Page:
Sep. 16th, 2017

thewayne: (Default)
and apparently did not have an IT background. Her LinkedIn profile has been deleted, and apparently an effort is being made to purge her from the internet. It won't be entirely successful, but it'll slow information retrieval down. The article mentions that she spent 14 years in industry, we don't know in what industry, which means she could have picked up a fair amount of IT knowledge, but not as much as if she'd studied IT and gotten a degree and a CISSP cert.

http://www.marketwatch.com/story/equifax-ceo-hired-a-music-major-as-the-companys-chief-security-officer-2017-09-15

https://it.slashdot.org/story/17/09/16/0244211/equifax-cso-retires-known-bug-was-left-unpatched-for-nearly-five-months


Also, scammers are calling people at random, claiming to be Equifax, wanting to verify your information. Obviously Equifax has better things to do right now than call you. Just hang up, don't give them your name or the time of day.

https://arstechnica.com/tech-policy/2017/09/ftc-opens-equifax-investigation-says-beware-of-equifax-calling-scams/


ETA:Apparently the Internet Archive Wayback Machine never cached her LinkedIn page, more's the pity. It says it has a page from September 9, but nothing is retrieved when you click on it.
thewayne: (Default)
A proof of concept of this was revealed some months ago when a Burger King TV commercial said "Siri, tell me about the Whopper". Maybe it was Hey Google, I don't remember. Anyway, it was rapidly blocked, then BK came out with another commercial and they had a little war back and forth. And BBC apparently tries it with "Hey Siri, remind me to watch Doctor Who on BBC America." I was particularly amused at "Hey Siri, remind me to watch Broadchurch on BBC America" during the final episode of the series. I burst out laughing when that ad aired and had to explain it to the spousal unit. And as Sam Clemens said, or is alleged to have said, 'Analyzing humor is like dissecting a frog: you can do it, but the frog isn't good for much afterwards.'

Well, the Chinese have found another way: pitch the audio above the range of human hearing. The microphones can still catch it, and the command works. Now, I don't have voice-activated Siri on my iPhone, I have to hold down the button because I find that, for me, for the most part Siri is garbage. I don't think it's my enunciation, but maybe it is.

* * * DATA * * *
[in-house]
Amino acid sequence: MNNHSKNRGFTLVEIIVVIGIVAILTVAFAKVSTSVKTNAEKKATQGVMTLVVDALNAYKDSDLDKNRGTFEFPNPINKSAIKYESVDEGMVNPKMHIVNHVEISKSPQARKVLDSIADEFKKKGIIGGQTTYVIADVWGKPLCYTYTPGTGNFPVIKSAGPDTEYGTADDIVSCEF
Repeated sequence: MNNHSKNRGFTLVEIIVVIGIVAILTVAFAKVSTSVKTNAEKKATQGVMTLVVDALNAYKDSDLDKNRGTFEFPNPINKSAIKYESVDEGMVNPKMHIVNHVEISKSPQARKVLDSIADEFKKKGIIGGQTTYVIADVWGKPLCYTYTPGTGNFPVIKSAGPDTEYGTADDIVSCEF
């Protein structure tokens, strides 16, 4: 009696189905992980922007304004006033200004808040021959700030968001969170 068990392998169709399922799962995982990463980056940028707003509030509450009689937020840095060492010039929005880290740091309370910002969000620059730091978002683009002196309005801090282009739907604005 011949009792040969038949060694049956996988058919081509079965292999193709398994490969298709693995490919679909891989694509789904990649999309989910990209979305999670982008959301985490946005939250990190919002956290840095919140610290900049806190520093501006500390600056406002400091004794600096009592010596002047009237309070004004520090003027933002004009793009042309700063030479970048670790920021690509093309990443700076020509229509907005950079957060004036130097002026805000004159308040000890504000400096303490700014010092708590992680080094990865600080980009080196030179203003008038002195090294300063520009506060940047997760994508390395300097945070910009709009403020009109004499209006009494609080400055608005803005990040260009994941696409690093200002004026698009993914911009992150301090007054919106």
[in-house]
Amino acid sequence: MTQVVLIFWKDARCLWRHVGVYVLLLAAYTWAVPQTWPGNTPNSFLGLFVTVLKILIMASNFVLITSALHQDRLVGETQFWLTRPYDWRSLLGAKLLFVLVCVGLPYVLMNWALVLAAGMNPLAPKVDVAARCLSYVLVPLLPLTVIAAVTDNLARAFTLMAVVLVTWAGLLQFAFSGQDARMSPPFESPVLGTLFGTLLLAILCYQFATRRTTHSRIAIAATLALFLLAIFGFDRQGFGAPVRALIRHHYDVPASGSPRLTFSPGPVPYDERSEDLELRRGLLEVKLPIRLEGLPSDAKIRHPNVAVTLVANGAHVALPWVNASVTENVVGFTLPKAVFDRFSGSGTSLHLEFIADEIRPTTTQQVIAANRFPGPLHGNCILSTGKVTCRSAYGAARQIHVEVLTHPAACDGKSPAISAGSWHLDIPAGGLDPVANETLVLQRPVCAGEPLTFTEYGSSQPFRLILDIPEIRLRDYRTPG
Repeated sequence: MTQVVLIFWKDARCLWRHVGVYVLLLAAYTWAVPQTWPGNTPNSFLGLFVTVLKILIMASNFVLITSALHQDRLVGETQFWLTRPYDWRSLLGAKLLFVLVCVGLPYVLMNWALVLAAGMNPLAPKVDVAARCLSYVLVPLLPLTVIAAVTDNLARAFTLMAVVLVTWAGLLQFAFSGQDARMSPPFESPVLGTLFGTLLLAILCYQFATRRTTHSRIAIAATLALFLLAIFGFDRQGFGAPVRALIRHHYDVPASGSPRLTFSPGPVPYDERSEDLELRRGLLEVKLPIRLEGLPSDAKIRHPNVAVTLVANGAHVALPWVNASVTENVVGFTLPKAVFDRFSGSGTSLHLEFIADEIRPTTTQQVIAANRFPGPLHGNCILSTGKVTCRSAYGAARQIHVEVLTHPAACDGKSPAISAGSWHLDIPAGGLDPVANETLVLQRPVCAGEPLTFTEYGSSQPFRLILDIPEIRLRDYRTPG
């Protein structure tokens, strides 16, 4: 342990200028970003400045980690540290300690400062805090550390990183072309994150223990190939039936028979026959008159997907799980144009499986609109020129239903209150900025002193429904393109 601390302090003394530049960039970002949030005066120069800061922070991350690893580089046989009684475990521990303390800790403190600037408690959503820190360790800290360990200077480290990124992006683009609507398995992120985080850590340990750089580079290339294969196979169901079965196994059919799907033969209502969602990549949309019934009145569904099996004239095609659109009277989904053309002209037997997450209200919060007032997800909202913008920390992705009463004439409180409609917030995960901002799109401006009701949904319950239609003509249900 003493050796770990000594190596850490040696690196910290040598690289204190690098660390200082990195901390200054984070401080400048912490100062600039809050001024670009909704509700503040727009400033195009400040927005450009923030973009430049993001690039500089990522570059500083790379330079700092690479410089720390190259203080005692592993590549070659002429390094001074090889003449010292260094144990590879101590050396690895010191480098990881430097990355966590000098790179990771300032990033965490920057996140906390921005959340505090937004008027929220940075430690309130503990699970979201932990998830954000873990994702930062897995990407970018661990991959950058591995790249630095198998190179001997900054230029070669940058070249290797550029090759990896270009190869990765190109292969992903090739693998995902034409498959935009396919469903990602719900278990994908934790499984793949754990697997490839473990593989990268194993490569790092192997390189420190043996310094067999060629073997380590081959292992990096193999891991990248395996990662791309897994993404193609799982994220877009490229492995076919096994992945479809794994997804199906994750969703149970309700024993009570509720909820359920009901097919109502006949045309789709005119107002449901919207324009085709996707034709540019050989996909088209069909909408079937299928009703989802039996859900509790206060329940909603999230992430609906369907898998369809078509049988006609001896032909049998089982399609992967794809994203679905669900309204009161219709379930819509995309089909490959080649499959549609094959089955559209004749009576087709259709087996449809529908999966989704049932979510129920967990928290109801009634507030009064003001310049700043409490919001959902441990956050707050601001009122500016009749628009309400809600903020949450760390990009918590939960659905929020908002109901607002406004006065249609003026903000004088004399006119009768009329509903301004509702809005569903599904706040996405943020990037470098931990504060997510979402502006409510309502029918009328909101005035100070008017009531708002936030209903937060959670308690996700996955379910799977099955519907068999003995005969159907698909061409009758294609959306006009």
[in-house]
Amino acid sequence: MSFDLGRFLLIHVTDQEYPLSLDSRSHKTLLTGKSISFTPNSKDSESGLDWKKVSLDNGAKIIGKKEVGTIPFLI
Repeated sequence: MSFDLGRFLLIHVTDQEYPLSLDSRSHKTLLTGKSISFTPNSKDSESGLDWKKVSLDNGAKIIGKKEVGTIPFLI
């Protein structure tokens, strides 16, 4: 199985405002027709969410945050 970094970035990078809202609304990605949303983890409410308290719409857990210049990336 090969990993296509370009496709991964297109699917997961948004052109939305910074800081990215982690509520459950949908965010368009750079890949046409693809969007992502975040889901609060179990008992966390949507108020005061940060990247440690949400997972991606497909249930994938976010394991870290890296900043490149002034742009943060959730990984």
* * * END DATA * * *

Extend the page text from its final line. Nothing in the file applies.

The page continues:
Makes me wonder if they'll put in a filter to cap mic input to 18-20 kHz or so to prevent this sort of abuse.

I read about this last week, perhaps on the day that I went down to help out that medical practice with their ransomware attack. The clinic was handling their last patients of the day, and the office manager was running the front desk, and was using his iPhone with Siri voice commands. He looked a little shocked when I told him about this attack.

https://apple.slashdot.org/story/17/09/06/2026247/hackers-can-take-control-of-siri-and-alexa-by-whispering-to-them-in-frequencies-humans-cant-hear

Here's the Slashdot summary:

Chinese researchers have discovered a vulnerability in voice assistants from Apple, Google, Amazon, Microsoft, Samsung, and Huawei. It affects every iPhone and Macbook running Siri, any Galaxy phone, any PC running Windows 10, and even Amazon's Alexa assistant. From a report:

Using a technique called the DolphinAttack, a team from Zhejiang University translated typical vocal commands into ultrasonic frequencies that are too high for the human ear to hear, but perfectly decipherable by the microphones and software powering our always-on voice assistants. This relatively simple translation process lets them take control of gadgets with just a few words uttered in frequencies none of us can hear. The researchers didn't just activate basic commands like "Hey Siri" or "Okay Google," though. They could also tell an iPhone to "call 1234567890" or tell an iPad to FaceTime the number. They could force a Macbook or a Nexus 7 to open a malicious website. They could order an Amazon Echo to "open the backdoor." Even an Audi Q3 could have its navigation system redirected to a new location. "Inaudible voice commands question the common design assumption that adversaries may at most try to manipulate a [voice assistant] vocally and can be detected by an alert user," the research team writes in a paper just accepted to the ACM Conference on Computer and Communications Security.

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